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far911
User Rank
Silver
Re: Aircraft
far911   4/2/2014 1:43:29 AM
NO RATINGS
Certainly we can arrange for an other source of energy but subject to the output as per input has to be higher other wise whats the point of going into a field which is not worth it.

William K.
User Rank
Platinum
Re: Helium-Filled Wind Turbine article
William K.   4/1/2014 6:54:17 PM
NO RATINGS
J.D. Right on most counts, but the more stable and constant wind is often a lot higher than 500 feet. So the airborne generating system will indeed need to go much higher. But presently there are no-fly zones and aviation gets along with that quite well. In addition, putting them up at 2000 feet or maybe 2500 will keep that noise that people complain about away. I approached a large windmill a while back and could not hear any sound at about a hundred yards, so I do wonder what the folks are hearing.  Plus they will be a bit more out of sight so that people won't be looking at them, and probably higher than most birds fly, which should reduce the bird impacts.  So a lighter and much larger airborn system, like was described a year back, or so, is indeed probably a better choice. BUT now for a temporary emergency generating system the one in the writeup might be good. AND yes, use hydrogen instead of helium. When thye helium is gone there isn't any more. It's GONE.

Jerry dycus
User Rank
Gold
Re: Helium-Filled Wind Turbine article
Jerry dycus   4/1/2014 6:30:47 PM
NO RATINGS
While the basic concept is doable, this particular one won't be among them.

It uses far too much material in the duct and far too much air drag plus complicated when a lighter, more simple style will work much better, cost less with more output and stay up in higher winds.

The aircraft problem if these become popular will likely get then banned over 500-100' but that's still good.  The FAA controls airspace and can even block high buildings in the wrong places, etc.

What won't work is using helium as too costly, rare  and not enough lift causing the body to be larger than needed compared to H2 lifting gas. No fire isn't a problem.

But many places are going to not be plesed this big set of rotating blades above them limiting where it can be used.

I for yr watched the Key's Fat Albert Radar bolloons and they had all kinds of problems which my above better or others aero body helps solve.  They ended up being up less than 10% of the time.

I'd do a flying wing with several rotors on the trailing edge or a streamline bag with rotors around the sides.

Trenth
User Rank
Gold
Re: Helium-Filled Wind Turbine article
Trenth   4/1/2014 4:35:28 PM
NO RATINGS
Might be great for cargo ships, or military ships.   

William K.
User Rank
Platinum
Re: Helium-Filled Wind Turbine article
William K.   4/1/2014 3:08:00 PM
NO RATINGS
Quite a concept, I wonder about how frequect the helium refills will be needed, though. And just like that flying gereator platform that we read about a year ago, bringing power down to the ground is a challenge. To keep the conductors light the voltage goes up, which then dmands separated conductors, and now there is a challenge of keeping them separate. I wonder how the other project is working, and it will  be very interesting to see if this project scales up nicely.

beentheredonethat
User Rank
Iron
Helium-Filled Wind Turbine article
beentheredonethat   4/1/2014 2:32:23 PM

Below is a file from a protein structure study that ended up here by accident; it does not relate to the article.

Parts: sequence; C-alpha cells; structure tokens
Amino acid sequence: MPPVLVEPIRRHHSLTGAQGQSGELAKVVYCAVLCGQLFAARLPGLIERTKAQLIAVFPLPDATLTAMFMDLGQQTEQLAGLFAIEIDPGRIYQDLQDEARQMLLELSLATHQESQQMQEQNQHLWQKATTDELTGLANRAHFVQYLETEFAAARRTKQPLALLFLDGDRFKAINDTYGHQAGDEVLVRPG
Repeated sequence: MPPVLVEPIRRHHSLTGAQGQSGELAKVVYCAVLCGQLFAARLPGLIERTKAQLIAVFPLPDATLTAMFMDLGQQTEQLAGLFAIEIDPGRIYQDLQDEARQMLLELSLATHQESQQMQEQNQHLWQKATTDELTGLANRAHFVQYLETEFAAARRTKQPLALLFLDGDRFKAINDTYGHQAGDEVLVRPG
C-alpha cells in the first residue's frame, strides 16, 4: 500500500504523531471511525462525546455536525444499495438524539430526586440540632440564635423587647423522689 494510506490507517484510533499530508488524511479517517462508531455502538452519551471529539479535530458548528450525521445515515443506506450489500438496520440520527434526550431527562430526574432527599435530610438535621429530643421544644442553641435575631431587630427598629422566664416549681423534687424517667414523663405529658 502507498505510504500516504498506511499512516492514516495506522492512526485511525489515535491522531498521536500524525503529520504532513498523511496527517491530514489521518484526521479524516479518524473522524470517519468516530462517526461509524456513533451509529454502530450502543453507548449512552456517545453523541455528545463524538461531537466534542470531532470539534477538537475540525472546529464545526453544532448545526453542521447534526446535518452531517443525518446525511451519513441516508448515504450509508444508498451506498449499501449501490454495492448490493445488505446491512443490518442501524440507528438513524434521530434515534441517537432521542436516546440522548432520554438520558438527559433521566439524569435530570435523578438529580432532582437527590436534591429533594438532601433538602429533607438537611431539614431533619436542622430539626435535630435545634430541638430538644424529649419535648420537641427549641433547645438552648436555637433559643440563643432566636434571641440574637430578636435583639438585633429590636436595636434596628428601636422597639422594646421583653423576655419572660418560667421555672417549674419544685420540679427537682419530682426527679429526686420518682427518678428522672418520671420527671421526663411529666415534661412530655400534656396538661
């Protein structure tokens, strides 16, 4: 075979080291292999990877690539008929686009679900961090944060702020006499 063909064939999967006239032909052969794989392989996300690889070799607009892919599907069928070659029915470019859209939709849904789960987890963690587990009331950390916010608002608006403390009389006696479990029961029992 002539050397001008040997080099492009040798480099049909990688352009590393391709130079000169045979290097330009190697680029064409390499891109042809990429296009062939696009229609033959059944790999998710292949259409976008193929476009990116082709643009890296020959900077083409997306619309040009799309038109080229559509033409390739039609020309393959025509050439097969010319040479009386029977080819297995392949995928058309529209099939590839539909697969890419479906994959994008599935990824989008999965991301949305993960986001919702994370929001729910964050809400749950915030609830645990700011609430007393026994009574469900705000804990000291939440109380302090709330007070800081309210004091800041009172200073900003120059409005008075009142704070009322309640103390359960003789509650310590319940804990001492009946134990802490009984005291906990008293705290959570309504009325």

NO RATINGS
Interesting article...This prototype is designed for 30 kW of generation.  Will the final product be larger?  The cost per kWh might be prohibitive at this size?

Another commenter mentions, "which captures much energy [as] than the ones we already have".  I do not know where he got this information since I could not find it in the article.  Commercial wind turbines in service by utilities produce about 1.3 MW each, or about 43 times as much.

I assume High-Altitude winds remain uni-directional for the most part.  Turning and controlling for changing directions, if needed, might be a challenge using long tethers.

I'll be interested to learn more about this project...

tekochip
User Rank
Platinum
Re: Aircraft
tekochip   4/1/2014 9:54:25 AM
NO RATINGS
No kidding 78RPM, 2000' AGL is a pretty good cruising altitude for General Aviation.  The balloon would be easy enough to see and avoid in VFR conditions, but the wing-shredding guy wires would be rather frightening, after all, how far would it drift?  There was a recent accident where a helicopter was clear of a tower, but clipped a guy wire killing all on board.  There aren't too many places with towers that tall, but I always give them a very wide berth.  I refer to them as "friendly towers" because they just want to reach up and give your aircraft a big hug.


Elizabeth M
User Rank
Blogger
Re: The new direction in turbines is up
Elizabeth M   4/1/2014 6:59:43 AM
NO RATINGS
These are great questions, NadineJ. I don't have answers to them at the moment but the company plans to stay in touch with me as they test and have other news to share. This is definitely a great idea with lots of potential, but there is still a lot to be proven here to see if this will really work.

shehan
User Rank
Gold
Re: The new direction in turbines is up
shehan   3/31/2014 10:06:03 PM
NO RATINGS
@NadineJ – when we have more vendors I am sure the prices will come down soon. 

shehan
User Rank
Gold
Re: The new direction in turbines is up
shehan   3/31/2014 10:04:53 PM
NO RATINGS
@NadineJ- a good way of saying it "all clean sources are more expensive than dirty". This might defiantly cost more as we are talking about a floating turbine. 

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